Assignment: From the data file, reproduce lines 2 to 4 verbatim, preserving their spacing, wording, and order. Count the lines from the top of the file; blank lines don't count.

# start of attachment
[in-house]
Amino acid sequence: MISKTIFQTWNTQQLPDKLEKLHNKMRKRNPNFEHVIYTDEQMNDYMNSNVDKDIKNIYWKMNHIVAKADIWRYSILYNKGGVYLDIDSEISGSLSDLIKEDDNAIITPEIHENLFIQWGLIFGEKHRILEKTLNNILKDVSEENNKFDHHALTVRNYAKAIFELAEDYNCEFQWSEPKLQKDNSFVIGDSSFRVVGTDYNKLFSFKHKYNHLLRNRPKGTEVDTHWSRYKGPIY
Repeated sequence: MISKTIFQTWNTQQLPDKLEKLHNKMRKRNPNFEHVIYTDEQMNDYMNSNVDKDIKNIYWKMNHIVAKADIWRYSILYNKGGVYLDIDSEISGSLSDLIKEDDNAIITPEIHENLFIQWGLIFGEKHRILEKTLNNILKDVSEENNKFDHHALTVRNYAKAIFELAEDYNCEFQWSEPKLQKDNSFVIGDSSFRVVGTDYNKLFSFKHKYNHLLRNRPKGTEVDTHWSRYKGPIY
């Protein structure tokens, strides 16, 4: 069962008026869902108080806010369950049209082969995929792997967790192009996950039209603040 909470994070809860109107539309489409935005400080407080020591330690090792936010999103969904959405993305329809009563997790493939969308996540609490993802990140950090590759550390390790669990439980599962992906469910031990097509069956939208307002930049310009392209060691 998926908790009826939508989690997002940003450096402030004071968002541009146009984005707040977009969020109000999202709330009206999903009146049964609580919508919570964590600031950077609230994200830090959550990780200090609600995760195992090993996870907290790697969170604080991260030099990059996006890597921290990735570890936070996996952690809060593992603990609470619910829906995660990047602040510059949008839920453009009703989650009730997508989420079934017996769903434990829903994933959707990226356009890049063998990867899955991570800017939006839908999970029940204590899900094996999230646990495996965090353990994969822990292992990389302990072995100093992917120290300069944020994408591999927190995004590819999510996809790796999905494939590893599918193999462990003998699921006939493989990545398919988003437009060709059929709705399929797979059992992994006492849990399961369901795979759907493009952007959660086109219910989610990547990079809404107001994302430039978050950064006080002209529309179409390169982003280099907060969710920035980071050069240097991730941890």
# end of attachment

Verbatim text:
Amino acid sequence: MISKTIFQTWNTQQLPDKLEKLHNKMRKRNPNFEHVIYTDEQMNDYMNSNVDKDIKNIYWKMNHIVAKADIWRYSILYNKGGVYLDIDSEISGSLSDLIKEDDNAIITPEIHENLFIQWGLIFGEKHRILEKTLNNILKDVSEENNKFDHHALTVRNYAKAIFELAEDYNCEFQWSEPKLQKDNSFVIGDSSFRVVGTDYNKLFSFKHKYNHLLRNRPKGTEVDTHWSRYKGPIY
Repeated sequence: MISKTIFQTWNTQQLPDKLEKLHNKMRKRNPNFEHVIYTDEQMNDYMNSNVDKDIKNIYWKMNHIVAKADIWRYSILYNKGGVYLDIDSEISGSLSDLIKEDDNAIITPEIHENLFIQWGLIFGEKHRILEKTLNNILKDVSEENNKFDHHALTVRNYAKAIFELAEDYNCEFQWSEPKLQKDNSFVIGDSSFRVVGTDYNKLFSFKHKYNHLLRNRPKGTEVDTHWSRYKGPIY
């Protein structure tokens, strides 16, 4: 069962008026869902108080806010369950049209082969995929792997967790192009996950039209603040 909470994070809860109107539309489409935005400080407080020591330690090792936010999103969904959405993305329809009563997790493939969308996540609490993802990140950090590759550390390790669990439980599962992906469910031990097509069956939208307002930049310009392209060691 998926908790009826939508989690997002940003450096402030004071968002541009146009984005707040977009969020109000999202709330009206999903009146049964609580919508919570964590600031950077609230994200830090959550990780200090609600995760195992090993996870907290790697969170604080991260030099990059996006890597921290990735570890936070996996952690809060593992603990609470619910829906995660990047602040510059949008839920453009009703989650009730997508989420079934017996769903434990829903994933959707990226356009890049063998990867899955991570800017939006839908999970029940204590899900094996999230646990495996965090353990994969822990292992990389302990072995100093992917120290300069944020994408591999927190995004590819999510996809790796999905494939590893599918193999462990003998699921006939493989990545398919988003437009060709059929709705399929797979059992992994006492849990399961369901795979759907493009952007959660086109219910989610990547990079809404107001994302430039978050950064006080002209529309179409390169982003280099907060969710920035980071050069240097991730941890």